I have been influenced by the writings of George Lakoff; I highly recommend his book, “Don’t Think of an Elephant: Know Your Values and Frame the Debate.” He presents very strong evidence that arguing against things can actually strengthen people’s beliefs in them. I try to take his writings to heart but it’s hard!

      Anyway, those are my thoughts about it today. Thanks so much for your comment and coming to find me on my blog!

  20. Hey Eileen, I’m a dog trainer in Israel working for a dog training school and I really enjoy reading some of your posts!
    I was wondering if I can get your permission to translate some of them to Hebrew?
    With credit of course. Thanks in advance, and thanks for sharing your learning 🙂

    1. Yes! I would be thrilled! As you do them, I will list them on my translations page. I’ll send you an email so you can contact me that way. Thank you!

    1. Hi Marcy, unfortunately I can’t. But I’m pretty sure we are going to schedule it again. Be sure you are signed up to get blog announcements or follow my page on Facebook. I’ll be announcing the time. Sorry that the seats were limited!


  21. Hi Eileen, I came across your blog as I was searching for advise for my peace of mind with the recent passing of my 17 year old rat terrier Macy. When I read about your beautiful Cricket and her last years, it was like I was reading my day to day for the past 15 months. I had struggled with that day when we took her to the vet for the final time. I let guilt get a hold of me and although the last 15 months was very difficult with sleepless nights and rearranging my entire life to care for a dog with dementia, hearing loss, almost complete blindness and hind legs weakness, I was angry that all those responsibilities ended so abruptly. I foolishly thot I’d still have many years with her. But the last day she turned away from her food for the first time and I knew, the time was now as it will only spiral downwards and fast. Although your post on cricket is from many years ago, it still resonated and helped me today in 2019 and gave me comfort that it was time, the right thing to do, and that I should leave guilt at the door so that I can properly grieve the loss of a wonderful rat terrier whom I love dearly. Thanks Eileen for writing these words and helping me move on. God bless.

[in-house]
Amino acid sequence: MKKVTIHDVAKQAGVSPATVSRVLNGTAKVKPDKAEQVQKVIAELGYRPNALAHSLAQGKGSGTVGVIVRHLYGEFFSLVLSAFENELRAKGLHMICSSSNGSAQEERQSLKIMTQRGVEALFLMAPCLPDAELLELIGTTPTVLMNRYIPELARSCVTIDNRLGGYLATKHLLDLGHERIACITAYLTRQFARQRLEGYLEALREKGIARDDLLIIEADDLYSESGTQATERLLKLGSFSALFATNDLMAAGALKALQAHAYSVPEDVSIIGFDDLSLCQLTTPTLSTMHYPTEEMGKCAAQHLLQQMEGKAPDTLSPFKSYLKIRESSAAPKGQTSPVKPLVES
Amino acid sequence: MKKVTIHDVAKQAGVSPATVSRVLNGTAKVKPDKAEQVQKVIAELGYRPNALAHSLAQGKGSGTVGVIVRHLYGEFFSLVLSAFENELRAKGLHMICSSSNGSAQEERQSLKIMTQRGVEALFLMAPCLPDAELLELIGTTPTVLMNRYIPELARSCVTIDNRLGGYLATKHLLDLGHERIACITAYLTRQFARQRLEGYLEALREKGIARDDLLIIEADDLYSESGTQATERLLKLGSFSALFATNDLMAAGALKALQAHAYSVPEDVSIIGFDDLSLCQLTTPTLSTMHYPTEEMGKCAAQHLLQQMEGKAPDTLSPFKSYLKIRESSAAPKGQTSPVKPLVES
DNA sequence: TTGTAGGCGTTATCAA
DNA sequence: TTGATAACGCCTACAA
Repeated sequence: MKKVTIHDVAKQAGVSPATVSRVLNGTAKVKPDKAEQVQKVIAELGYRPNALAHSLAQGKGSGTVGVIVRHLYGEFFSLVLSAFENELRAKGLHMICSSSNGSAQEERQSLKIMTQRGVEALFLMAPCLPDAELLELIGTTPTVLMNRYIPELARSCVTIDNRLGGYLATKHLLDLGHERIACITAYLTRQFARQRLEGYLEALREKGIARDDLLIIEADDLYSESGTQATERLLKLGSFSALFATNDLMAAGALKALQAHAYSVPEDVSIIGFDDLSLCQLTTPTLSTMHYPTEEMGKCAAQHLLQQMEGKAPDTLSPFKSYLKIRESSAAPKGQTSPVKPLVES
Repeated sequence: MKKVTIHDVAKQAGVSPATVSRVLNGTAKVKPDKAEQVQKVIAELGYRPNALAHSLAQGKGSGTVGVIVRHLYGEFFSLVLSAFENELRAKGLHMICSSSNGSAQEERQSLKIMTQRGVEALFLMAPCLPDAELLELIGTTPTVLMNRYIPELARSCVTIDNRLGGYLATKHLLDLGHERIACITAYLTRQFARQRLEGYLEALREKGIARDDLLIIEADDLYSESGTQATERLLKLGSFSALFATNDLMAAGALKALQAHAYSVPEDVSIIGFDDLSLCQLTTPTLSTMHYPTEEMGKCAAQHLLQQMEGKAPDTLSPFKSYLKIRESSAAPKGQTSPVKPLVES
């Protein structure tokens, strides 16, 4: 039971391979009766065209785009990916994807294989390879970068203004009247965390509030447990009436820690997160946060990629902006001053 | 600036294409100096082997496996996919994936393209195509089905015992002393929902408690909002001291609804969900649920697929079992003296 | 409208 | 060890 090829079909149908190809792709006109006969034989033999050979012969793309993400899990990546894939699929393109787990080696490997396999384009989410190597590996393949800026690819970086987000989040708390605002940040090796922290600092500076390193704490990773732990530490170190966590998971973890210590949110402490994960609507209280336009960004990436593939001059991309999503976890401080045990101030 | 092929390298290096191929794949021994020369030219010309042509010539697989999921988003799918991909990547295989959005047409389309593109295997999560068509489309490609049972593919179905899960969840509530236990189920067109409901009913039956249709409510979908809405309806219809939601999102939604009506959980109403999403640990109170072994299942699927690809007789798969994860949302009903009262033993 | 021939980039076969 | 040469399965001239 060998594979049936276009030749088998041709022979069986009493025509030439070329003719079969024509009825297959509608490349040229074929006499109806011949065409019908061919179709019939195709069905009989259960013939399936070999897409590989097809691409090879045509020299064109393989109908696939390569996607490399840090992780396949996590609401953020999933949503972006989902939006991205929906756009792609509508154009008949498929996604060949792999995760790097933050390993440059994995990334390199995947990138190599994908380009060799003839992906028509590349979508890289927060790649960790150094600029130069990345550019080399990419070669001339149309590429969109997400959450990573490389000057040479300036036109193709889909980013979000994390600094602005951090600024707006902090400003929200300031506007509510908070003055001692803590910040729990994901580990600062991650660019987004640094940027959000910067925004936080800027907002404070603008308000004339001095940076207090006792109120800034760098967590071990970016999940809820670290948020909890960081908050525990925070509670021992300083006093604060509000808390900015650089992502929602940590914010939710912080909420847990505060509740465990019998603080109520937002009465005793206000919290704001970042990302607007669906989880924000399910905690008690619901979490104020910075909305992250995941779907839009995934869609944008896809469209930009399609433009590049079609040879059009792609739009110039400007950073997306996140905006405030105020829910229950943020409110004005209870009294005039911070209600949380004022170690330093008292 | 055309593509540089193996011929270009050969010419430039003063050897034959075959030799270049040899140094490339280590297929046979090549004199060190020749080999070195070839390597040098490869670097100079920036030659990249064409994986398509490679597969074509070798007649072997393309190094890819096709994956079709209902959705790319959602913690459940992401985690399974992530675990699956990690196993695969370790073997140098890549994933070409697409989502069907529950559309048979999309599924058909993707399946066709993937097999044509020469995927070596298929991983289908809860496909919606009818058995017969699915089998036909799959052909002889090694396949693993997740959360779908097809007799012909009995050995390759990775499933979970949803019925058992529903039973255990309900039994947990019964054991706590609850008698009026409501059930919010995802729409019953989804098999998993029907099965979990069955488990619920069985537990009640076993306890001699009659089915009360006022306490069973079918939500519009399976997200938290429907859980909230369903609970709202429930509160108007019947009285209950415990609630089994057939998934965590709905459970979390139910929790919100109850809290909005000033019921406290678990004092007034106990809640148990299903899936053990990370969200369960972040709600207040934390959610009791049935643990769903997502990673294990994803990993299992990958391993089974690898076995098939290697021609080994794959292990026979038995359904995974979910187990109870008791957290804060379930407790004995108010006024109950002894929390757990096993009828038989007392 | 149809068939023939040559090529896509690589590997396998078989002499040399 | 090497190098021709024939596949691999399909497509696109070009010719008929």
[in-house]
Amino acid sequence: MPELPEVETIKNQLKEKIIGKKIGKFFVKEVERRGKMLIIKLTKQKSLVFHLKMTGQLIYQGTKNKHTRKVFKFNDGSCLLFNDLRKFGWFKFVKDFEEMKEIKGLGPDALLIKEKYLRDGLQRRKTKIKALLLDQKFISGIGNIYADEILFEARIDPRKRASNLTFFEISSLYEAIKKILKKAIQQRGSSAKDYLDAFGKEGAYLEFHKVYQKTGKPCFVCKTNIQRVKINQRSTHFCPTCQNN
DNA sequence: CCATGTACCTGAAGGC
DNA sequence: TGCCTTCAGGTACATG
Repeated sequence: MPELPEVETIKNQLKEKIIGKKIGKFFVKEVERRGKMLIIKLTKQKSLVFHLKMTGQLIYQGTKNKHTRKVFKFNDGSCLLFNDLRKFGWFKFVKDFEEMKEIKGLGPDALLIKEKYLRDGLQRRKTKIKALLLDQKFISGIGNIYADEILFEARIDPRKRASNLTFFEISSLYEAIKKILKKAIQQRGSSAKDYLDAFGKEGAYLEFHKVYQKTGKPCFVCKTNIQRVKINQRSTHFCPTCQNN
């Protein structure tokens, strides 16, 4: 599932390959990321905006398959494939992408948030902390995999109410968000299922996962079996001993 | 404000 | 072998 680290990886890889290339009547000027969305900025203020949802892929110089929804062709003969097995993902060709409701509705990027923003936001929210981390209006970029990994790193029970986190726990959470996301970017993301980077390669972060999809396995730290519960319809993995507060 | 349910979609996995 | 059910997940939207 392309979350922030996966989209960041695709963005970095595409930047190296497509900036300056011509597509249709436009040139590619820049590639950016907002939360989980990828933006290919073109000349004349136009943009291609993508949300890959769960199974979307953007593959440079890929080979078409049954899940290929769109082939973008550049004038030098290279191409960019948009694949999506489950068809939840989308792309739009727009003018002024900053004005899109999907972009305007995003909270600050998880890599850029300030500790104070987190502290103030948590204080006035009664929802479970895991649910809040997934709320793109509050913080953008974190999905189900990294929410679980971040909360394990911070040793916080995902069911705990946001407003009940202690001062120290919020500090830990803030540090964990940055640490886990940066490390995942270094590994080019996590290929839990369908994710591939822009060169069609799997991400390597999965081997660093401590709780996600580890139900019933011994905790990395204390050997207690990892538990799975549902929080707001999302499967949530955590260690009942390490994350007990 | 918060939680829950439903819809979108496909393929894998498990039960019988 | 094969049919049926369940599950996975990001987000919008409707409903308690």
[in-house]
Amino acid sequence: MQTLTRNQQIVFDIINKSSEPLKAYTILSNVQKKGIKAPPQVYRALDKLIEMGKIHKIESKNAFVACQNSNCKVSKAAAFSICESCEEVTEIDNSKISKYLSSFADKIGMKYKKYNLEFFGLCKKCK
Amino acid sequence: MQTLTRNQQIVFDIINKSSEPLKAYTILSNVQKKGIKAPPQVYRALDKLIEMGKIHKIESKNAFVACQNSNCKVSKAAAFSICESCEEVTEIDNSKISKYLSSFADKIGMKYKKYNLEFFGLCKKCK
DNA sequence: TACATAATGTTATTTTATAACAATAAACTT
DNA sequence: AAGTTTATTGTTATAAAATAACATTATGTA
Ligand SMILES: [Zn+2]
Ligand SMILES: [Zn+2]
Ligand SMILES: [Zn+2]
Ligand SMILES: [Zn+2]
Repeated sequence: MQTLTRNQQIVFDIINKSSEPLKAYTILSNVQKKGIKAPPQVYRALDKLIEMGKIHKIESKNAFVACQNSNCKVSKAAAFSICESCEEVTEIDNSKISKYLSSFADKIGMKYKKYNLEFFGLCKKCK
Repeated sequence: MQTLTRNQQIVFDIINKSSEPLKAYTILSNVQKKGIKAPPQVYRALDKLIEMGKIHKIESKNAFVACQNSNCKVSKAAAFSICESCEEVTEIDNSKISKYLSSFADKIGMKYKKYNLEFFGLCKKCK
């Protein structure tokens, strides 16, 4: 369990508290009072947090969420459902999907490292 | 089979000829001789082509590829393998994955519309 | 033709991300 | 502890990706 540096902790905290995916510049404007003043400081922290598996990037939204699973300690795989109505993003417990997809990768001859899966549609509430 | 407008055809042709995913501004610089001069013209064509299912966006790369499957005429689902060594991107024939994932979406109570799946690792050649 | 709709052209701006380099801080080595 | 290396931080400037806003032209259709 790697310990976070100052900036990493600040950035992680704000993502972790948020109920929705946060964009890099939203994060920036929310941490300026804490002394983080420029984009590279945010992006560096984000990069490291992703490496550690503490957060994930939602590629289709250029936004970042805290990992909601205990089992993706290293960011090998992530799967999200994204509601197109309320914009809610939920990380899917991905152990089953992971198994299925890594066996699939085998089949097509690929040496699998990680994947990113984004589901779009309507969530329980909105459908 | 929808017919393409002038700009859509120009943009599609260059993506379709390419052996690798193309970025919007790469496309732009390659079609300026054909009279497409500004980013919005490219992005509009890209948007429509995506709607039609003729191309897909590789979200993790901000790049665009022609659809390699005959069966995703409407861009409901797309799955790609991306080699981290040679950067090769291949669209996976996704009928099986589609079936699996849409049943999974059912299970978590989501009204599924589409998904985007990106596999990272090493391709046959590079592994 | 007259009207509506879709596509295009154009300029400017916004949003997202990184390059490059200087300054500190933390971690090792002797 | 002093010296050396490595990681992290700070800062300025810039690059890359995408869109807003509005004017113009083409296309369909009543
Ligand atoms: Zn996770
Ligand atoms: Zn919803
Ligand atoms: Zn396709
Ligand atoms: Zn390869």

1. Dear Phil,
      I’m so sorry for your loss of Macy. You are very kind to reach out. I’m glad my writing helped in a small way. I hope you can leave the guilt behind. You clearly love/loved her so much and I am sure she would thank you for the wonderful care you gave, including the hardest thing of all that we sometimes have to do. You are brave. Take care.

  22. Hi Eileen,
    I signed up for and enjoyed tremendously your Webinar Sound decisions.

    Today this story came from the Freekibble click site today. I immediately thought of you. I’m certain you know the technical sound theory behind what this man chooses to play. I found another shorter link with the story.

    One of your fans,

    1. Hi Carolyn,
      Thanks so much for the kind words and the link! I edited it out temporarily while I check it out first. Thank you for thinking of me!


  23. This is another reason that I love and trust your Blog. You verify information before posting. I know if it passes the “Eileen test” it is valid.